- Patients who have abnormal results on only the mental
status test require more complete
testing. Results that indicate possible neuropsychiatric or
systemic neurological problems
call for referral to an appropriate specialist.
The Role of Neuropsychological Testing
- Patients who have declining function but normal mental
status test results require either
(1) further neurological evaluation for systemic neurological
diseases or (2) psychiatric
or psychological evaluation if evidence suggests depression or
other emotional problems.
Neuropsychological tests can examine performance across different
domains of cognition. This
broad battery of tests can help in identifying dementia among
persons with high premorbid
intellectual functioning, discriminating patients with a
dementing illness from those with focal
cerebral disease, and differentiating among certain causes of
The Importance of Followup
Followup, with assessment of declining mental function, may be
the most useful diagnostic
procedure for differentiating Alzheimer's disease from normal
aging. For this reason, the mental
status test should be repeated over a period of 6 to 12 months.
In cases of referral, it is important
to make sure that test results and medical records follow the
patient from the specialist back to
the referring clinician.
Key Points About Alzheimer's Disease
Key Points About Alzheimer's Disease
- Although changes in memory or cognition may accompany
normal aging, significant
impairment and disability are not a part of normal aging.
- It is important for clinicians, as well as patients and
family members, to recognize
symptoms that should trigger an initial assessment for
- Some causes of dementia can be treated effectively to
eliminate or greatly improve
- Among older persons, depression and interactions from
multiple medications are two
common and highly treatable causes of dementia symptoms.
- An initial assessment for dementia can (1) lead to
effective treatment of causes; (2)
prevent unnecessary and possibly harmful treatment resulting from
misdiagnosis; and (3)
avoid the trauma of a diagnosis of dementia or Alzheimer's
disease where it does not
- The prolonged course of deterioration found in many
dementias takes a major emotional,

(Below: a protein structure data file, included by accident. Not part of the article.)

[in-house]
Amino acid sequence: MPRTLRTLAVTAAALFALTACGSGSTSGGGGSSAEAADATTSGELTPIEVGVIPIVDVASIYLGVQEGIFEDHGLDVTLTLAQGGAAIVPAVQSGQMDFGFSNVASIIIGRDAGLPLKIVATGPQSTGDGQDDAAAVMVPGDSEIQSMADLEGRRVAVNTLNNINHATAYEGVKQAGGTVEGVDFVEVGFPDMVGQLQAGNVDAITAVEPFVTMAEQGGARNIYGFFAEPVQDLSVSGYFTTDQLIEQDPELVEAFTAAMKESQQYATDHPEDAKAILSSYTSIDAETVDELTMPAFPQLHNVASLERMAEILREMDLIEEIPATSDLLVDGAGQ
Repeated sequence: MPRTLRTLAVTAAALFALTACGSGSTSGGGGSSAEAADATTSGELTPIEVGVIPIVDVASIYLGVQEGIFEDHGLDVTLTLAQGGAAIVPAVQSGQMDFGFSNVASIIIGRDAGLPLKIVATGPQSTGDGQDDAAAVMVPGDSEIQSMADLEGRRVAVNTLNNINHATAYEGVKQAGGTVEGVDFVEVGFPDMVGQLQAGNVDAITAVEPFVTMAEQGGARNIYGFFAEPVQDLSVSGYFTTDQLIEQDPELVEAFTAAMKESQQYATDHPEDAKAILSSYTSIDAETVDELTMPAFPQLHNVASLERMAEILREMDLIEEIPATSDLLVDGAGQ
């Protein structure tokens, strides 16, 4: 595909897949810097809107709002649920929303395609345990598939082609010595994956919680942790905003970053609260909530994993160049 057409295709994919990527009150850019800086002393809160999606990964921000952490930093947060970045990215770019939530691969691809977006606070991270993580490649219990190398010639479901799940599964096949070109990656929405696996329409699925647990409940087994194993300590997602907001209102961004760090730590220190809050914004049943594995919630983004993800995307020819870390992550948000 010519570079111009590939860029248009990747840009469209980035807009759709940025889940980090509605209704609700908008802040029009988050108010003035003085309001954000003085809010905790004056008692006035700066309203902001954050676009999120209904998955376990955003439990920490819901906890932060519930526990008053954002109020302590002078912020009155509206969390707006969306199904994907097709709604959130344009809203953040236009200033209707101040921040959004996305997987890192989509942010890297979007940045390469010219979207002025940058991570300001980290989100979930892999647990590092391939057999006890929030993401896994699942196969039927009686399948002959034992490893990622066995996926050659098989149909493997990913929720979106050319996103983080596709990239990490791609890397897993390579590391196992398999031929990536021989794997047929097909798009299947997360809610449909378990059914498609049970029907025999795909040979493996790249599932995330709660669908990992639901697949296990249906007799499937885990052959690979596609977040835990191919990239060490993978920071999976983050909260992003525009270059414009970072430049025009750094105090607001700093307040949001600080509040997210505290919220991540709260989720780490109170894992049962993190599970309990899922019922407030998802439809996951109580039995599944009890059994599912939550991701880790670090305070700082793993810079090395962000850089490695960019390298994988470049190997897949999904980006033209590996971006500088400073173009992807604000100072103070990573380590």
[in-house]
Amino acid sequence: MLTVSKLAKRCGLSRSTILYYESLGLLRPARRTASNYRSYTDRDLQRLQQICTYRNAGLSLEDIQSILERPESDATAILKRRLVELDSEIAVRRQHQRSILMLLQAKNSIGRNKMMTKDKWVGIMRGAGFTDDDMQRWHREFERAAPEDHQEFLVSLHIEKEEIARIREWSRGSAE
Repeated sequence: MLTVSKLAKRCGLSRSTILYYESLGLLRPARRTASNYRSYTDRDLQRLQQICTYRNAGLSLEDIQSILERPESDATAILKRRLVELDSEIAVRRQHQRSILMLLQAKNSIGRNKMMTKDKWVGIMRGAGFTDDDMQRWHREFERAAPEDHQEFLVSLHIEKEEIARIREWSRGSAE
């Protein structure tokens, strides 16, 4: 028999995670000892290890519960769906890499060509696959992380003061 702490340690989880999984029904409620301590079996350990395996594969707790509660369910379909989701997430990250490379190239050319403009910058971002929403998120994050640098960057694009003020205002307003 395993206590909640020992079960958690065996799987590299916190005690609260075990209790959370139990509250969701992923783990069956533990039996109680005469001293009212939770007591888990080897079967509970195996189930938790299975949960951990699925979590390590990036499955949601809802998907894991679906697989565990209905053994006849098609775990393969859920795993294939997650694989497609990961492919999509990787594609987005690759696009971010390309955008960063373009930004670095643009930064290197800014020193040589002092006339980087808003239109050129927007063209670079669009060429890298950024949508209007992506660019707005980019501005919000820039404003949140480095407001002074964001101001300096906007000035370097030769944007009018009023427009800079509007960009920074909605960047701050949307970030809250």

psychiatric, and physical toll among family members and
- Learn more about symptoms that may indicate early-stage
dementia and how to conduct
an initial assessment. Read Recognition and Initial Assessment
of Alzheimer's Disease
and Related Dementias, Clinical Practice Guideline
No. 19, and use its companion Quick
Reference Guide for Clinicians. Give the Consumer
Version to patients, family members,
and other caregivers.
- Dementia is different from normal aging. Only certain tests
can show that difference.
Symptoms that suggest Alzheimer's disease or a related dementia
should be brought to
the attention of the family's health care provider as soon as
- Some memory and other problems can improve or disappear
with appropriate treatment.
- Although there is not yet a clearly effective treatment for
Alzheimer's disease, resources
are available to help patients and families cope with this
condition and prepare for the
- Order the consumer booklet, Early Alzheimer's
Disease: from the U.S. Government's
Agency for Health Care Policy and Research. It provides
information about the early
stages of Alzheimer's disease and similar illnesses. It also
includes a list of resources
where readers can find out more about the medical, financial, and
social support services
that are available in their communities.
Symptoms That Might Indicate Dementia
- The Agency for Health Care Policy and Research also has a
Clinical Practice Guideline
and a Quick Reference Guide for health care providers
about early identification of
Alzheimer's disease and other forms of dementia.
Does the person have increased difficulty with any of the
activities listed below? Positive
findings in any of these areas generally indicate the need for
further assessment for the presence